South Carolina, and a record attehd
ance is expected.
SOLD TO TIMS
T. L. and Leslie Taylor Will Manu
facture Ice Cream. Buy Modem
Machinery and to Build Plant.
J L. Taylor and son Leslie Taylor
of Rutherfordton on yesterday pur
chased controlling interest in the Shel
by Ice and Fuel company on West Ma- I
non street from C. C. Blanton. Earl
Hamrick, C. B. Suttle sr., and the M.
Putnam estate, the said plant having
been operated here for a number of
years, being the first ice plant to open
m Shelby. For the past few months
'be Shelby Ice and Fuel company has (
ecu operating under a charter from
•be corporation commission, Raleigh.
Purchase price was not given out. Mr.!
Leslie I aylor assumes management i
"'no plant at once and It Is learned
at bhe plant will continue under th<
same narne as heretofore, dealing in
irt.vior wno was seen yesterday
® that he expects to add an ice
fffam plant at once. An order has al
> been placed for modern mach
(ri for manufacture of ice cream i
n' mid' products. The ice creoYn de- i
* have a daily capacity of j
tv, „^a"'ms which will be Icno-wn as
Rlue Ridge Ice Cream.” In ad
lnn to 'ce cream this plant will also •
sherberts and fruit sal '}
a j aiiu huh ?><*!
sivoia l°^ wb'cb will be sold exten
«i j t"rouSh the dealers in Clev
hri L. rmn‘y- ^ modern two-story
i. gliding will be erected to
T th(‘ ice. cream department.
1 e*tahlishment of this plant in
countV *'rst °* 'ts kind >n the
the .\' Wl * !1iahe a large market for
farme 60 and butter fat by the !
fortui'v ^r' Taylor fee*s that he is
Clevei'1 I ln ,securing a location in
of the i wb*cb 's regarded as one
in vn t?r,5est dairy Products counties
*--• h Carolina and that he will ex
Perio- ”™u» ana l
amniJ1 no. difficulty in getting an
atnnl„ . in getting an
Mr milk and butter fat.
and Taylor formerly owned
invate^he J- L‘ Taylor Lumber
favorablv L Sbelby and is well ana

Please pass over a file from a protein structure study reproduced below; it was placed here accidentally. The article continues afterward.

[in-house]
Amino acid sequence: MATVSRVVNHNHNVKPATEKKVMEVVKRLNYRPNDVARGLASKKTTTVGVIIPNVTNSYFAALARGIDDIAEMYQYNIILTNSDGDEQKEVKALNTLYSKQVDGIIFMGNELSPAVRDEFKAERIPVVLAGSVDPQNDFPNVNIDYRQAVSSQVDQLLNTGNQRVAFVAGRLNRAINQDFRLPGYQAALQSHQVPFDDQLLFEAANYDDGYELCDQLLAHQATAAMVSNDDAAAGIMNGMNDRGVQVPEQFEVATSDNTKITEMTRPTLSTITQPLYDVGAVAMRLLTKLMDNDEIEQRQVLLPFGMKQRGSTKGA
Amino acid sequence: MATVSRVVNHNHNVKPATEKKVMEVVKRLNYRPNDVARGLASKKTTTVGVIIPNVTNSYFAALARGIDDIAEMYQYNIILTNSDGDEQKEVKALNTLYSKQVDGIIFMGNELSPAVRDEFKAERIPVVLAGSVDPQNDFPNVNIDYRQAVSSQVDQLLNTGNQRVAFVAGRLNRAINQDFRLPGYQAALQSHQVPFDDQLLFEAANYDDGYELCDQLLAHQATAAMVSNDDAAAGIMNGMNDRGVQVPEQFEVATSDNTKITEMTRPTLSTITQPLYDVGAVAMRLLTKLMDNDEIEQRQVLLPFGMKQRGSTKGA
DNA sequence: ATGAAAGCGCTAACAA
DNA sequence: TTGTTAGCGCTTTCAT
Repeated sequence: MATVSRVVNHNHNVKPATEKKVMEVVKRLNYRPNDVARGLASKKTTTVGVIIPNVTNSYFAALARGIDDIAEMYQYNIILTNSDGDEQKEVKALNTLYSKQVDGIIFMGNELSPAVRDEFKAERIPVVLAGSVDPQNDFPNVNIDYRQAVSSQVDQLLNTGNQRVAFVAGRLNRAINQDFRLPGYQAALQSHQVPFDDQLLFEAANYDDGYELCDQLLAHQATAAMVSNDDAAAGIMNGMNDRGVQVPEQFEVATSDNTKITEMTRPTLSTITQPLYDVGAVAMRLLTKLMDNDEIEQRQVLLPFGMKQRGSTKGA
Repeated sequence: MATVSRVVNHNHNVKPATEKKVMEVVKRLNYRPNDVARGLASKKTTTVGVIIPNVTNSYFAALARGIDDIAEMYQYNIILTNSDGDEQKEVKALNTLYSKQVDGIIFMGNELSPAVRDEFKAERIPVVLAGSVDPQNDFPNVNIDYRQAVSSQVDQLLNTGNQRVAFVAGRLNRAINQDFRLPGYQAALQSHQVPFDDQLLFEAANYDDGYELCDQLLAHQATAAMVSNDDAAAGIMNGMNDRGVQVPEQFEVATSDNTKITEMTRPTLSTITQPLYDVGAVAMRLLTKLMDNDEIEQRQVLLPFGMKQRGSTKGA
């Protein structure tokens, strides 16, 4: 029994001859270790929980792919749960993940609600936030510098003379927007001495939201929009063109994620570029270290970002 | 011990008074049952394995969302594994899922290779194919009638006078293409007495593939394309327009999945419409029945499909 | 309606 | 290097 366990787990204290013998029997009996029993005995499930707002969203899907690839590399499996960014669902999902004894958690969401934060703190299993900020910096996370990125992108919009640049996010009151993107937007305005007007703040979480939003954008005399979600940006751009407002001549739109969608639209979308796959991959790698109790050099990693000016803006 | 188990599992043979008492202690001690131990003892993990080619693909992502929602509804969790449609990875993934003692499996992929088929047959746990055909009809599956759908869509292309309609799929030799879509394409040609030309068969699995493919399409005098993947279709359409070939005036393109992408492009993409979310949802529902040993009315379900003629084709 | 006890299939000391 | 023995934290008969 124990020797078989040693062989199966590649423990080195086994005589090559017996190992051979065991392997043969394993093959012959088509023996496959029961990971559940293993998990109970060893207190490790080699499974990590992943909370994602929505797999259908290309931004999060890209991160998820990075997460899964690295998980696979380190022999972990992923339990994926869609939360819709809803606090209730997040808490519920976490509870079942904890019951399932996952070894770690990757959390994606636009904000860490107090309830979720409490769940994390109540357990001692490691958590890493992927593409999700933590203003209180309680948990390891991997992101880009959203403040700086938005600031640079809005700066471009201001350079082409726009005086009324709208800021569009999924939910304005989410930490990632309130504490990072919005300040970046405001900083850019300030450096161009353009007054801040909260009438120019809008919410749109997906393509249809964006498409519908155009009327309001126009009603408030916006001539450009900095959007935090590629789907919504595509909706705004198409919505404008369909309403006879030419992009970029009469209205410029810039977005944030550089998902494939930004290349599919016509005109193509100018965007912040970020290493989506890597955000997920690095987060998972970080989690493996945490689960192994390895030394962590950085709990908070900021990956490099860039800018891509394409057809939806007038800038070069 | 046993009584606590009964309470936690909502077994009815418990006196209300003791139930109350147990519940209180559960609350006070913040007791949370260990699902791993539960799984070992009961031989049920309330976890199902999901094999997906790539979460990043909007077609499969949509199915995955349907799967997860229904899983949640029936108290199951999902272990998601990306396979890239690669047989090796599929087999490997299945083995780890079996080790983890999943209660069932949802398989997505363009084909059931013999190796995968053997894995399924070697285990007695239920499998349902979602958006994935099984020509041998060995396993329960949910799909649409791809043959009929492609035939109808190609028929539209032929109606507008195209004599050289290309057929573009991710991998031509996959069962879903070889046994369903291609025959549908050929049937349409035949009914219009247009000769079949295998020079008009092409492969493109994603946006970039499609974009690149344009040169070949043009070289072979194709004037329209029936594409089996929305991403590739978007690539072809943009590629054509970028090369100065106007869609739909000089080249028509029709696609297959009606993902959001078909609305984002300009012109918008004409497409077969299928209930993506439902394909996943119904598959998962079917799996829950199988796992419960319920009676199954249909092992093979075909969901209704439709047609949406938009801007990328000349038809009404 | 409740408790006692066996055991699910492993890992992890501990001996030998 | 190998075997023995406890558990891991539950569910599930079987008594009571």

known here. He and his son
1 Prcia Fr,m i „ % ,
Water Famine Is
Causing Some Alarm
Supply is Ample in Shelby for Pres
ent, but Southern Power Com
pany May Have To Curtail.
Mayor A. P. Weathers received a
letter yesterday from the Southern j
Power company citing the fact that
the water is running so low in the
streams where hydro-electric power
is generated that a curtailment
will have to be enforced un
less rain comes in a few days.
The county of Cleveland has
been placed in zone 4 and if curtail
ment of power is necessary, it may
cause the mills in this county that de
pend on Southern power to shut down
one day each week until the situation
is relieved. All of the steam plants
of the Southern Power company arc
running at capacity burning over 1,
500 tons of coal a week to supplement j
the water-generated power.
Shelby's water supply is saiu 1,0 .
ample for the present. The river is |
low and it has become necessary to
turn the small stream so that all of
it will reach the in-take at the pump
station, hence Mayor Weathers thinks
the supply will be ample.
Water in the wells of the county is
low and at times the water in the
deep well on the court square becomes
The situation in the mountains is
much worse. A Shelby traveling man
coming from Asheville this week says
one of the largest hotels allows only
a half glass of water to guests at
meal time and that bath tubs are for
bidden. The washing of cars and wa
tering of lawns has been suspended
for some time.
Back at Bryson City Judge Webb
had to wash his face in the same wa
ter and at Burnsville George Hoyle
says electric light current was turned
off at 9 o’clock, the water being so
low in the stream where the power is
generated. An eighty year old citizen
of Burnsville told Mr. Hoyle he had
never seen the mountain streams, as
low in all his life.
Central Methodist Church.
Sunday school at 9:45 a. m.
Make your plans to attend.
Preaching at 11 a. m., and S p m.,
by the pastor.
All who can are most cordially In*
iled to 1'.v h i ith .i.'. ___
Promoters Of Farm
Picnic Here Today
MISS SUSAN LANDON.
Miss Landon is community worker
for the Cotton Growers association
and has directed the staging of the
lig pageant which will be presented at
the farm picnic at Cleveland Spring
MR. FORREST McGILL.
Mr. McGill is field representative
of the Cotton Growers association and
is largely responsible for the promo
tion of the farm picnic and celebra
tion at Cleveland Springs Friday after
noon and night.
J. M. Cook Buried
At St, Paul Church
Confederate Veteran and Charter
Member of St. Paul Dies at the
Age of 78 Year's.
Mr. James Madison Cook, chartei
member and one of the first deacons
of the St. Paul Baptist church died
four miles east of Casar Saturday Au
gust 8th and was buried Sunday Au